· Incident Response Discovery and Mitigation
International Produce, a fictional packing company of canned fruits and vegetables, is headquartered in Boston, Massachusetts, and ships products to more than 40 countries. In addition to the headquarters, International Produce owns 12 regional distribution centers. Each distribution center uses RFID tracking to ship and inventory product as it is received and then distributed for local shipping. In addition to the shipping and receiving functions, the distribution centers house accounting, human resources, and payroll staff who hire, fire, pay, and manage the day-to-day running of the distribution center.
International Produce has a layered approach to management of the data that it collects and stores. RFID data that is generated by the warehouse is sent directly to servers located in the Boston headquarters as part of a highly sophisticated enterprise resource planning (ERP) system. This system has modules that would make this centralization possible for the personnel-related tasks, but the implementation of the RFID tracking component was so painful and so expensive that the senior management has opted to continue with the practice of leaving those activities to local managers. These local office networks are designed as individual LANs; however, at the end of each day, the office manager for each distribution center hooks the network to a local Internet service provider and uploads the day’s data collection to the headquarters in Boston. These local office managers hire local IT support to purchase and maintain the small number of devices and applications required to support the office. The RFID tracking software is off limits to local support and is managed only by corporate troubleshooters who have the task of traveling to any trouble spots and fixing them.
The network management service that International Produce hired to monitor activity on their global WAN sees an increase in the number of packets coming through the network between the distribution center in Mongolia and the Boston office. The international nature of the business created a norm of traffic bursts appearing at all hours of the day and night, so this increase in traffic was not perceived as problematic until it was noticed that the traffic was not coming from Mongolia to Boston but was instead traveling from Boston to Mongolia.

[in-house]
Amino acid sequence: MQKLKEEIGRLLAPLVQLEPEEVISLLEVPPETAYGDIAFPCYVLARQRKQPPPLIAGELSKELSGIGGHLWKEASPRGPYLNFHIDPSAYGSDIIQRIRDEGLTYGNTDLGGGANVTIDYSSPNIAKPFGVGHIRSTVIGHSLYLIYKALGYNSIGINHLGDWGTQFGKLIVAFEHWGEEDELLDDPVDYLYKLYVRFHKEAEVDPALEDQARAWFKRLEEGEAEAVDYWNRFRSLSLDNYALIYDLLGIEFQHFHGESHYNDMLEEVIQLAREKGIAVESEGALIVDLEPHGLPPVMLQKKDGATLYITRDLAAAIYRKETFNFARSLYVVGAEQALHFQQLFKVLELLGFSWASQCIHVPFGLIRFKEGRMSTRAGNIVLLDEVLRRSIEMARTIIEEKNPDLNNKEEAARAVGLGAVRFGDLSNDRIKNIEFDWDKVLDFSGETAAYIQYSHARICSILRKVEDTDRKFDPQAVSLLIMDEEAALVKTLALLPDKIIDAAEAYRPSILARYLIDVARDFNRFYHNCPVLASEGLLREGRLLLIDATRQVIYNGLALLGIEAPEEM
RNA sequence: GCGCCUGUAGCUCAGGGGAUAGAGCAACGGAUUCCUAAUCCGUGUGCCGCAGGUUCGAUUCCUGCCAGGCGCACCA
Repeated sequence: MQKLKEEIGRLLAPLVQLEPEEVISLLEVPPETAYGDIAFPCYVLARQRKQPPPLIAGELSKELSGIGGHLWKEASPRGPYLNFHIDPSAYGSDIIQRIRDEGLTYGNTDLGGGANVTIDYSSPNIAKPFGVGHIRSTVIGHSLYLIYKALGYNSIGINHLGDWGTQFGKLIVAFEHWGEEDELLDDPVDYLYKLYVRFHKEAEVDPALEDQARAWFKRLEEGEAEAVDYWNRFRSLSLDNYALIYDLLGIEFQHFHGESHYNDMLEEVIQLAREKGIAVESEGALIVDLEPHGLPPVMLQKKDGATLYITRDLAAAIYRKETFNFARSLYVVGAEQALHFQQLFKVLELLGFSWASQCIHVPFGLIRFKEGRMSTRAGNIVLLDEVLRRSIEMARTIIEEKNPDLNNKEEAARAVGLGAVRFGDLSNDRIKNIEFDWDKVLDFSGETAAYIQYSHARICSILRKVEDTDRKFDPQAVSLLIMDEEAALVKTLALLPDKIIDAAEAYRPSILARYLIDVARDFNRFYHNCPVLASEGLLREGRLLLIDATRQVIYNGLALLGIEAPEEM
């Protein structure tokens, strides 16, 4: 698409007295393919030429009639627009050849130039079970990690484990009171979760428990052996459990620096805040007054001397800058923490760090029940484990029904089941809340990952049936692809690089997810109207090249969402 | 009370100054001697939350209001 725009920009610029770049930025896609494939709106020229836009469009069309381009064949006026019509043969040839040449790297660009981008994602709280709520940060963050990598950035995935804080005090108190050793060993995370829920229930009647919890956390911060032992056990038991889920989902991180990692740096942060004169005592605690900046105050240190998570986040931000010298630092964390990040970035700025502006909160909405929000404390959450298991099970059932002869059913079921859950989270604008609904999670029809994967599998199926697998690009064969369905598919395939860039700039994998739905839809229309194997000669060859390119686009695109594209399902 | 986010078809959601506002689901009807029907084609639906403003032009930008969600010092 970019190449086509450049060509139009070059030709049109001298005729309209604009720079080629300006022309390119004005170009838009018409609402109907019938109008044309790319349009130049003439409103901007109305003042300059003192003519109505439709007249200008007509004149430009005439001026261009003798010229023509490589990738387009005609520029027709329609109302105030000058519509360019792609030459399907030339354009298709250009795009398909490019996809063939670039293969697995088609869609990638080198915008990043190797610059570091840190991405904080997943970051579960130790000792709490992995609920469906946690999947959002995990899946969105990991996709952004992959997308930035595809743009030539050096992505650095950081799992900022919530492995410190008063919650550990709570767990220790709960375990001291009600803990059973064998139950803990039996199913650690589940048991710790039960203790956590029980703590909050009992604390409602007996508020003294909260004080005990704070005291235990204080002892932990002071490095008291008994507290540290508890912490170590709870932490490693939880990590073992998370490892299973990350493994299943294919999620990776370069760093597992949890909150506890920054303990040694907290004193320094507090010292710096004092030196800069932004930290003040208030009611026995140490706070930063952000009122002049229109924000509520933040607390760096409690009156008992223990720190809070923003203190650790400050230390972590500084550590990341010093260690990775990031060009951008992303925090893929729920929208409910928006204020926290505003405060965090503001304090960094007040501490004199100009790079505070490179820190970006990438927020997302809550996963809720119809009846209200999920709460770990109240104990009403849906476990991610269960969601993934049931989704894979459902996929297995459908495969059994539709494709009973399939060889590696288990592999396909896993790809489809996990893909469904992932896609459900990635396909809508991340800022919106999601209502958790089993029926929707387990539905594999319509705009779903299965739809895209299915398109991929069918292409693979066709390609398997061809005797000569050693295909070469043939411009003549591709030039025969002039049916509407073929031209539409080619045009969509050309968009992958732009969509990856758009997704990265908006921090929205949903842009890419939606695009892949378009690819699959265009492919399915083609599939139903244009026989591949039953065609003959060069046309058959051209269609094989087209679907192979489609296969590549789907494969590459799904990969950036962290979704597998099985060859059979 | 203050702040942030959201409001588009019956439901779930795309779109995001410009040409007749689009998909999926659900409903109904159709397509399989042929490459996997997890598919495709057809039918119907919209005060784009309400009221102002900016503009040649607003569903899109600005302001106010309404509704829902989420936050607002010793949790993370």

The CIO of International Produce lives in your neighborhood and was recently chatting with you at the local National Night Out celebration where you shared details of your professional rÃ©sumÃ©s. International Produce, as a privately owned company, has no regulatory requirements that would have made incident response planning a priority. As such, when the CIO got the call from the network management service that something unusual appeared to be going on, your recent meeting where he learned you were an incident response consultant leapt to his mind and he called to ask if you are willing to take on the task to determine what it is that his IT staff should do in response to this situation.
Use the study materials and any research necessary to fill in knowledge gaps. Write a 2â€“3 page paper that covers the following:
· How would you go about figuring out what resources are available to help you solve this situation?
· What steps would you want to take in order to properly assess the situation?
· What does having the unusual traffic going to Mongolia add to the complexity of resolving any potential incidents involving theft of intellectual property?
· Written communication: Written communication is free of errors that detract from the overall message.
· APA formatting: Resources and citations are formatted according to APA (6th edition) style and formatting.
· Length of paper: 2â€“3 pages, excluding the references page.
· Font and font size: Times New Roman, 12 point.